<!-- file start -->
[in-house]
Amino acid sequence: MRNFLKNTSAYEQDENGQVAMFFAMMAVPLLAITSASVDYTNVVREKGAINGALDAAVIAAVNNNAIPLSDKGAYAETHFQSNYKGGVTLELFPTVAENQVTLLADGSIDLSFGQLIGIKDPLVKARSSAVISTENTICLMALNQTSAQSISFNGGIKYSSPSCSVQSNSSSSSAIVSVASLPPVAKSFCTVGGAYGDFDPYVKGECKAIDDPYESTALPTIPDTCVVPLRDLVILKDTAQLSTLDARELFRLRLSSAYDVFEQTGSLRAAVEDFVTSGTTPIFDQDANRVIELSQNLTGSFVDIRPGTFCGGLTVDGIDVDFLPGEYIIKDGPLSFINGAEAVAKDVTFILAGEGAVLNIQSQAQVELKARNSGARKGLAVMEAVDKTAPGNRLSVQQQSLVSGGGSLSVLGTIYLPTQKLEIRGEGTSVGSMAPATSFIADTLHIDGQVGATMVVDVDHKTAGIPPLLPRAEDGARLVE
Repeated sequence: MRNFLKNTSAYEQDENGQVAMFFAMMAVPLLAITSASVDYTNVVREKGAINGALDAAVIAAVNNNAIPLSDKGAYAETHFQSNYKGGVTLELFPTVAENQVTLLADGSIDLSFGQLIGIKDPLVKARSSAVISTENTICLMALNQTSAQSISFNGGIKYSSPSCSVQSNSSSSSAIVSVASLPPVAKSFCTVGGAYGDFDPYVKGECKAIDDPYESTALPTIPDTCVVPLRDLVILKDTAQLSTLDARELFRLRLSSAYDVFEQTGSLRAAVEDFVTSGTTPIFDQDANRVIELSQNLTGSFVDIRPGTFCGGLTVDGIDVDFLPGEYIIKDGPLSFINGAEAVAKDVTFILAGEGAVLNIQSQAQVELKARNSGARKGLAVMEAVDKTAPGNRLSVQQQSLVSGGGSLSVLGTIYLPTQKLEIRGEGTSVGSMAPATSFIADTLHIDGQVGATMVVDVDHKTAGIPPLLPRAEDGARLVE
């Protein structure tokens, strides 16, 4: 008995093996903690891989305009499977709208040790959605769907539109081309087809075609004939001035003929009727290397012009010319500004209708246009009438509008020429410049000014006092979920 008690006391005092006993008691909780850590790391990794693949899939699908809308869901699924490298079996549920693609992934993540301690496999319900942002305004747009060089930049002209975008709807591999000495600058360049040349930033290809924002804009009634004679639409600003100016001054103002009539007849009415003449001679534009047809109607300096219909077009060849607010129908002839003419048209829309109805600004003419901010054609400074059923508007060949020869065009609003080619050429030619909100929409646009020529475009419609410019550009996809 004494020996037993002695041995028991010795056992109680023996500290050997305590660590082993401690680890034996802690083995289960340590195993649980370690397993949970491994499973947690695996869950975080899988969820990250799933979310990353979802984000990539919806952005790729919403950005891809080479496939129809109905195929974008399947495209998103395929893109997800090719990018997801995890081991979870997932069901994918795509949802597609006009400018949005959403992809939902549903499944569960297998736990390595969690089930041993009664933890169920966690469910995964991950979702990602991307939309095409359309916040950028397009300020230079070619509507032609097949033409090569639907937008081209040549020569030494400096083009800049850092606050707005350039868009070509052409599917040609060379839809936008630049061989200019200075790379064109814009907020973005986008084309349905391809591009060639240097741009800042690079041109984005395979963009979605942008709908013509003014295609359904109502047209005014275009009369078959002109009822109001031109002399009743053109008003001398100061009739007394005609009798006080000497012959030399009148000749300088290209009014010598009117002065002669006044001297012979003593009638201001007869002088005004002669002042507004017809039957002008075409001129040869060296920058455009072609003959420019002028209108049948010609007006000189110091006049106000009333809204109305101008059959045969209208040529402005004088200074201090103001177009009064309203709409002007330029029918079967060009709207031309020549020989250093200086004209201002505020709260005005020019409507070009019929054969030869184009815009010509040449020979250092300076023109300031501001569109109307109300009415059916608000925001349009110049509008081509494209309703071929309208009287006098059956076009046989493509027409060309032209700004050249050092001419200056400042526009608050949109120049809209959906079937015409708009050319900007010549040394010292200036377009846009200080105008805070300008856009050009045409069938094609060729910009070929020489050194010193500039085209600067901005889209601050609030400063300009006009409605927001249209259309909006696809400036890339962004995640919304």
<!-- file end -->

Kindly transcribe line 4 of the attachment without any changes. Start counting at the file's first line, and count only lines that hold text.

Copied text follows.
């Protein structure tokens, strides 16, 4: 008995093996903690891989305009499977709208040790959605769907539109081309087809075609004939001035003929009727290397012009010319500004209708246009009438509008020429410049000014006092979920 008690006391005092006993008691909780850590790391990794693949899939699908809308869901699924490298079996549920693609992934993540301690496999319900942002305004747009060089930049002209975008709807591999000495600058360049040349930033290809924002804009009634004679639409600003100016001054103002009539007849009415003449001679534009047809109607300096219909077009060849607010129908002839003419048209829309109805600004003419901010054609400074059923508007060949020869065009609003080619050429030619909100929409646009020529475009419609410019550009996809 004494020996037993002695041995028991010795056992109680023996500290050997305590660590082993401690680890034996802690083995289960340590195993649980370690397993949970491994499973947690695996869950975080899988969820990250799933979310990353979802984000990539919806952005790729919403950005891809080479496939129809109905195929974008399947495209998103395929893109997800090719990018997801995890081991979870997932069901994918795509949802597609006009400018949005959403992809939902549903499944569960297998736990390595969690089930041993009664933890169920966690469910995964991950979702990602991307939309095409359309916040950028397009300020230079070619509507032609097949033409090569639907937008081209040549020569030494400096083009800049850092606050707005350039868009070509052409599917040609060379839809936008630049061989200019200075790379064109814009907020973005986008084309349905391809591009060639240097741009800042690079041109984005395979963009979605942008709908013509003014295609359904109502047209005014275009009369078959002109009822109001031109002399009743053109008003001398100061009739007394005609009798006080000497012959030399009148000749300088290209009014010598009117002065002669006044001297012979003593009638201001007869002088005004002669002042507004017809039957002008075409001129040869060296920058455009072609003959420019002028209108049948010609007006000189110091006049106000009333809204109305101008059959045969209208040529402005004088200074201090103001177009009064309203709409002007330029029918079967060009709207031309020549020989250093200086004209201002505020709260005005020019409507070009019929054969030869184009815009010509040449020979250092300076023109300031501001569109109307109300009415059916608000925001349009110049509008081509494209309703071929309208009287006098059956076009046989493509027409060309032209700004050249050092001419200056400042526009608050949109120049809209959906079937015409708009050319900007010549040394010292200036377009846009200080105008805070300008856009050009045409069938094609060729910009070929020489050194010193500039085209600067901005889209601050609030400063300009006009409605927001249209259309909006696809400036890339962004995640919304």